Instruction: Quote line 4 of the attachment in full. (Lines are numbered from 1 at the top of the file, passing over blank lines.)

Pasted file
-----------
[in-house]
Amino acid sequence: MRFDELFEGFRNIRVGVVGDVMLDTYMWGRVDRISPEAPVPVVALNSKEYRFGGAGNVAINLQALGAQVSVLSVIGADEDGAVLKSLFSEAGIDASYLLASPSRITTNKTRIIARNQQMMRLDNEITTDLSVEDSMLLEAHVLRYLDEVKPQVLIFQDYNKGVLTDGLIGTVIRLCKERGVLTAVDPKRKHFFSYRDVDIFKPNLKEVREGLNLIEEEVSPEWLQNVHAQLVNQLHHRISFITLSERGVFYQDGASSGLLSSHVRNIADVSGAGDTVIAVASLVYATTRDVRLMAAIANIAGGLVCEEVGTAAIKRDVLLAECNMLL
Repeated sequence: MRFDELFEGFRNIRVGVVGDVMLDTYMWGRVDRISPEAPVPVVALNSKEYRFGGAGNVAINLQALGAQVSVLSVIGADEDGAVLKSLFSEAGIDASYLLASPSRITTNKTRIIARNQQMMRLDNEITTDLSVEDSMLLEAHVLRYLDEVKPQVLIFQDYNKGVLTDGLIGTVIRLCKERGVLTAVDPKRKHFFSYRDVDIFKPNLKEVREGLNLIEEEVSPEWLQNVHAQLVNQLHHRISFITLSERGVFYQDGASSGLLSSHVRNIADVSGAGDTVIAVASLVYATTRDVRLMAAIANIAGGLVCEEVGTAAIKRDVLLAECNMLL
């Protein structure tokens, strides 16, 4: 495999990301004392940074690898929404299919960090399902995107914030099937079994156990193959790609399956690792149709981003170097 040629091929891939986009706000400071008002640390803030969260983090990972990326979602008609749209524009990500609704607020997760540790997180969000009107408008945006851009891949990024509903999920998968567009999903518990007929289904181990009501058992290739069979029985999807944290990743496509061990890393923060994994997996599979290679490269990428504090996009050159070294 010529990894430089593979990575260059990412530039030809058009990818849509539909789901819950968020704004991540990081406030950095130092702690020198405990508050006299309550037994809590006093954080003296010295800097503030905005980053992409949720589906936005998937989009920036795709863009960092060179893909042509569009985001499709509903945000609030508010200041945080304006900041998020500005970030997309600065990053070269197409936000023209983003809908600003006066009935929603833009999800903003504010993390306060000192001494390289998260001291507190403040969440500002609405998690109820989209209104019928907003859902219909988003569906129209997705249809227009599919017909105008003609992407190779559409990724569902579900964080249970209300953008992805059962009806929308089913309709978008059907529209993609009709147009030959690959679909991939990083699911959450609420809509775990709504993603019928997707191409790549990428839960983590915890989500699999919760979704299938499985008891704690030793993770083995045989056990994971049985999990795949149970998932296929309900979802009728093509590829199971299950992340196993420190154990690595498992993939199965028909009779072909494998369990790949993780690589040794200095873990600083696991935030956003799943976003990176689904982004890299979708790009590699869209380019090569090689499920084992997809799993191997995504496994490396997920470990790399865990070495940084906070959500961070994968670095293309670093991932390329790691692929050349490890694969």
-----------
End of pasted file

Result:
């Protein structure tokens, strides 16, 4: 495999990301004392940074690898929404299919960090399902995107914030099937079994156990193959790609399956690792149709981003170097 040629091929891939986009706000400071008002640390803030969260983090990972990326979602008609749209524009990500609704607020997760540790997180969000009107408008945006851009891949990024509903999920998968567009999903518990007929289904181990009501058992290739069979029985999807944290990743496509061990890393923060994994997996599979290679490269990428504090996009050159070294 010529990894430089593979990575260059990412530039030809058009990818849509539909789901819950968020704004991540990081406030950095130092702690020198405990508050006299309550037994809590006093954080003296010295800097503030905005980053992409949720589906936005998937989009920036795709863009960092060179893909042509569009985001499709509903945000609030508010200041945080304006900041998020500005970030997309600065990053070269197409936000023209983003809908600003006066009935929603833009999800903003504010993390306060000192001494390289998260001291507190403040969440500002609405998690109820989209209104019928907003859902219909988003569906129209997705249809227009599919017909105008003609992407190779559409990724569902579900964080249970209300953008992805059962009806929308089913309709978008059907529209993609009709147009030959690959679909991939990083699911959450609420809509775990709504993603019928997707191409790549990428839960983590915890989500699999919760979704299938499985008891704690030793993770083995045989056990994971049985999990795949149970998932296929309900979802009728093509590829199971299950992340196993420190154990690595498992993939199965028909009779072909494998369990790949993780690589040794200095873990600083696991935030956003799943976003990176689904982004890299979708790009590699869209380019090569090689499920084992997809799993191997995504496994490396997920470990790399865990070495940084906070959500961070994968670095293309670093991932390329790691692929050349490890694969």